The Gypsies speak a language called Romany which has many common words with Indian languages. The religion of the Gypsies is a modified form of early Hinduism. Romani is related to Sanskrit in the same way as the Romance language are to Latin. The following list of cardinal numbers illustrates the point. The sentence is generally constructed in the same way in Romani and Hindi. For example: 

Romani: Ja, kik kon chalavelo o vurdo.
Hindi: Ja, dekh kaun chalaaya dvar ko.
English: Go and see who has come to the door.

Romani: Mero sero dukkers.
Hindi: Mero sir dukhe.
English: My head hurts.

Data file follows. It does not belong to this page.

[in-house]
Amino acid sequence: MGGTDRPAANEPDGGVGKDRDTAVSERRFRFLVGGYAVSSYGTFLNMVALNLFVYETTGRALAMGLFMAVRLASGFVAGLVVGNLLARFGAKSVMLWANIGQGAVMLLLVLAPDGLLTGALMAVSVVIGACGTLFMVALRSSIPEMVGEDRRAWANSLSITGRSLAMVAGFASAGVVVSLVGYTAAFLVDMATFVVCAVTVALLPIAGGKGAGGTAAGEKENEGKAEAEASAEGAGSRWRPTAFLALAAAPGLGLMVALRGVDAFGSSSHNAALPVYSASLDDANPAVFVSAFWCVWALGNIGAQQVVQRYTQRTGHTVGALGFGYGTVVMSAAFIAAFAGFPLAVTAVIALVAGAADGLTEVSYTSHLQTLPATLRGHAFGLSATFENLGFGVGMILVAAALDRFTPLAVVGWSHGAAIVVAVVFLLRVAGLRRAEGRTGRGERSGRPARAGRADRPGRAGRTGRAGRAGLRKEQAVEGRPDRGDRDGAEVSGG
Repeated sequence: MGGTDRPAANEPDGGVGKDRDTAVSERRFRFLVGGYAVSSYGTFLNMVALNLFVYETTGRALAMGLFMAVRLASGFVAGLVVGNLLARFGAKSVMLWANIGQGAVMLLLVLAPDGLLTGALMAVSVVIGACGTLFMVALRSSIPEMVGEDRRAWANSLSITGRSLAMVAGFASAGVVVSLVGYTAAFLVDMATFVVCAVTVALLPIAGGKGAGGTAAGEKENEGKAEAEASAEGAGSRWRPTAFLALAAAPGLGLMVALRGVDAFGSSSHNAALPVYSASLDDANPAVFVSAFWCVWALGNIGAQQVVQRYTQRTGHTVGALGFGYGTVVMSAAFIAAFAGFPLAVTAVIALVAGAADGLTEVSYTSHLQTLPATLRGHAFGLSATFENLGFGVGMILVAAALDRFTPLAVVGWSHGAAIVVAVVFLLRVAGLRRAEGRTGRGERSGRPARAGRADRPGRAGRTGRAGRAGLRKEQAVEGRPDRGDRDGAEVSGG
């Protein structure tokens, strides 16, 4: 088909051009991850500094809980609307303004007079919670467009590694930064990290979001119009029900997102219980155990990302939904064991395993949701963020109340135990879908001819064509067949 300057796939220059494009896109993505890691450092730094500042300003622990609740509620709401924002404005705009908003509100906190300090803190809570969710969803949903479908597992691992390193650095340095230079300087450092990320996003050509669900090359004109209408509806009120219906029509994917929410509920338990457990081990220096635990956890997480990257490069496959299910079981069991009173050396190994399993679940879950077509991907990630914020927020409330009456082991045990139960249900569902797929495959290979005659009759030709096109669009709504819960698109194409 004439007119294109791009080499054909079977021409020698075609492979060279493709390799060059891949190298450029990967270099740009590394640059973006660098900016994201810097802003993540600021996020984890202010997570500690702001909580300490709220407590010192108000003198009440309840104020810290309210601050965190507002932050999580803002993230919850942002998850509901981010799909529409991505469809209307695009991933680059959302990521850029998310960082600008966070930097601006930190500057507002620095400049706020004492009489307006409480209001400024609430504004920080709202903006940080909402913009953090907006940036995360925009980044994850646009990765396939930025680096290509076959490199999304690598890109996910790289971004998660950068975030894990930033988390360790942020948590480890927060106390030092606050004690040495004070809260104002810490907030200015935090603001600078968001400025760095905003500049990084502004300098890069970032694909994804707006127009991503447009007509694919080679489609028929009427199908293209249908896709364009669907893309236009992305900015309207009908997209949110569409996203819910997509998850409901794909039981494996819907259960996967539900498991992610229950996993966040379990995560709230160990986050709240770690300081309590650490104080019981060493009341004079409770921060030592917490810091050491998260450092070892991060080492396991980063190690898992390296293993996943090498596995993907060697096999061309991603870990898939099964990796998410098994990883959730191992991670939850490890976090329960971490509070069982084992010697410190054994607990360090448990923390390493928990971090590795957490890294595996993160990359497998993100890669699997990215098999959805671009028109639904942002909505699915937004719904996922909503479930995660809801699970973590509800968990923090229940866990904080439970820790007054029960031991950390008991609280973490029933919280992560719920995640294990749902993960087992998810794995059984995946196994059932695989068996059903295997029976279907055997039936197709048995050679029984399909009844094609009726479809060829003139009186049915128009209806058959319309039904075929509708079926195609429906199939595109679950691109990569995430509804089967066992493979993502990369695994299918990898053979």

Gypsy heritage of laws and customs can be identified with ancient Indian practices. The wise and learned men are called rashey, reminiscent of the Indian rishi, occupy in India, a highly esteemed place in Gypsy society. Amongst the authentic signs on the sceptre of a Gypsy tribal chief is the trishul (trident), the insignia of Shiva. Gypsy chiefs are still called Thakur. The elders of the tribe are addressed respectfully as kako, meaning uncle, a Hindi word of the same meaning. The feminine version of the tribal chief is called phuri dai, which in Hindi is burhi dai, the old lady. The Gypsy council of elders is clearly a replica of the Indian panchayat, and the Gypsy chief corresponds to the head of the panchayat. The Gypsy family system is a joint one, as is the Hindu embracing parents, children, aunts, uncles, and all kinds of cousins. Likewise, property belongs to the family and not to the individual.